London primary schoolchildren from disadvantaged backgrounds are achieving better academic results than pupils in the rest of the country. Research by the Institute for Fiscal Studies claims this is down to the differences in the mix of pupils attending London's schools.
Fifty-four per cent of inner London pupils, eligible for free school meals, achieved five or more GCSEs at A*-C including English and maths, compared with 47% in outer London, 40% in the West Midlands and 30-35% in other regions outside of London who gained similar results.
Parents of pupils at a special needs school ranked as outstanding by inspectors, have started a battle to keep it open. Gosden House near Guildford specialises in teaching children with complex special needs.
But there are plans to turn it into a secondary school, only for pupils with one type of autism. Ruth Banks has been to meet those who insist it suits the community as it is.
The proportion of young people saying that they have received private tuition has remained high over the last year. Londoners are most likely to have had extra teaching, according to a new Sutton Trust survey.
Nearly one in four 11-16 year olds at state schools in England and Wales indicated that their parents had paid for them to have extra help with their lessons.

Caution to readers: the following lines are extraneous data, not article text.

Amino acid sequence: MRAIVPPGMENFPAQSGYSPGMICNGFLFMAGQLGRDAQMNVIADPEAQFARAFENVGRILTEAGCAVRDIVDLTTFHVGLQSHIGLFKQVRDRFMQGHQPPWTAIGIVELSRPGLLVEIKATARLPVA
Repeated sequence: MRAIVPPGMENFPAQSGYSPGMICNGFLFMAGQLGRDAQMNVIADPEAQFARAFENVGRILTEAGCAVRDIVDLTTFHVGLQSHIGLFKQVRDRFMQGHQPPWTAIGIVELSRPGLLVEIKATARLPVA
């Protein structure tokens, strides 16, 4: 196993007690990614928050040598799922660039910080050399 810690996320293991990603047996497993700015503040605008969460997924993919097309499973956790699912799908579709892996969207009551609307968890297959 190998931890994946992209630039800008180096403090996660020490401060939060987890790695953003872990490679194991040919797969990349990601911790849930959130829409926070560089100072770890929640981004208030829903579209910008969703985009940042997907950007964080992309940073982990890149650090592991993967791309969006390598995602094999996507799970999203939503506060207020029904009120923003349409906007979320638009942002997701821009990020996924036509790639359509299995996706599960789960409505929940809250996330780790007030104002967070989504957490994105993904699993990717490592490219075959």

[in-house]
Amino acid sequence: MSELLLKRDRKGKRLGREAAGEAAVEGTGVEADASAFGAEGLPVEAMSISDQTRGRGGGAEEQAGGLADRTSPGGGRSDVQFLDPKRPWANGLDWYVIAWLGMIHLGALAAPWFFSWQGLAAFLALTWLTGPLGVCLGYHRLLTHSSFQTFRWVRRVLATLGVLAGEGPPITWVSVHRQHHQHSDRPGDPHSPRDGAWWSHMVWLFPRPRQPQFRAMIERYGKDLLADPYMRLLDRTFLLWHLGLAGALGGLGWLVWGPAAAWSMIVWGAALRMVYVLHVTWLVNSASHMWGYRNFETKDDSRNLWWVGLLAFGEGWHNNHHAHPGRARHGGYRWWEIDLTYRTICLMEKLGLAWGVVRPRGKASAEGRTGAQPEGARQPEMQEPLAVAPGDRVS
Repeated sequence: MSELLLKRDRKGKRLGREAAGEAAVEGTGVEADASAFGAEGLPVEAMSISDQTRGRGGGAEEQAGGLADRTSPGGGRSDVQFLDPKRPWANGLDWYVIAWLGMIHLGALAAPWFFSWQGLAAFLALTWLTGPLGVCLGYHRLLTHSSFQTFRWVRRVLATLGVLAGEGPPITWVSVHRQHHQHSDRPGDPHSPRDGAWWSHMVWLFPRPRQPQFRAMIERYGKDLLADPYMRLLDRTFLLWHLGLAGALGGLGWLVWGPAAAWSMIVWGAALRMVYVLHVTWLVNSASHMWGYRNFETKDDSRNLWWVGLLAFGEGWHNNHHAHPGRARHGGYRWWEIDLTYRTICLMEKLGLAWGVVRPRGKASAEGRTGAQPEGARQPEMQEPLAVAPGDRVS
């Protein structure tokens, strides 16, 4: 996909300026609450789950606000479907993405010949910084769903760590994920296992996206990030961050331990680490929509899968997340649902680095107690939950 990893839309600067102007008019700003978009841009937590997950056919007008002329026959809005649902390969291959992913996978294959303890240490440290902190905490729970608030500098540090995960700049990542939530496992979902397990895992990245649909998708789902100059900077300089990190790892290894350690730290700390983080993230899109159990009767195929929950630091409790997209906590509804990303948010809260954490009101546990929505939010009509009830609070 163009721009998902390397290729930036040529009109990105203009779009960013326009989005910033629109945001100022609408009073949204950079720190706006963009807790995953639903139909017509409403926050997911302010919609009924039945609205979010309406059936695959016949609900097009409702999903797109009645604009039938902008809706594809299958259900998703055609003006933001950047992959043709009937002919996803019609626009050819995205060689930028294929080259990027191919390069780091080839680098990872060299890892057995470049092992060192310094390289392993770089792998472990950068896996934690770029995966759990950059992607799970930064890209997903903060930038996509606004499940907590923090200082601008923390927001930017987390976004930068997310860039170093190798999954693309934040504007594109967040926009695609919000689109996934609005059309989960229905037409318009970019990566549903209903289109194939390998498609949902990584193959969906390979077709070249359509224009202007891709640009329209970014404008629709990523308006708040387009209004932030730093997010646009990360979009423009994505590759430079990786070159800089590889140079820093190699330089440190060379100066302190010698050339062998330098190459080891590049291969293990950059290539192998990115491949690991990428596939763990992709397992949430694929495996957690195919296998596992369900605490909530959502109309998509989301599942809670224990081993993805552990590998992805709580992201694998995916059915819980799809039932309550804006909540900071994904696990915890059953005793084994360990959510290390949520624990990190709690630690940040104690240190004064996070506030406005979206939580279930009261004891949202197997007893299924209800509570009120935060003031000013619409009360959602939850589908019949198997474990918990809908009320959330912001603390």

Polling by Ipsos MORI for the Sutton Trust shows that 24% of all young people in 2013 said they had received private or home tuition at some stage in their school career, compared with 18% in 2005 and 23% in 2012.
Some schools in London could radically change the way they operate, as the demand for primary places continues. Schools could be forced to run in two shifts to accommodate the growing demand for pupil places.
In the east London borough of Barking and Dagenham, a 50% rise in the number of under-fours since 2001 means its primary schools are bursting at the seams.
Deputy council leader Rocky Gill says if the council does not receive the money it says it needs to accommodate its growing numbers of pupils, it will have to go for this "radical option".
The Libary is a public service that has suffered in recent years with closures but one council seems to be bucking that trend.
The borough of Hillingdon has 17 of them and their council has announced that it will be investing money in every single one of them.
Hillingdon Council have already reduce running costs whilst at the same time protecting libraries from closure, retaining staff, extending opening hours and increasing stock levels of books and digital resources.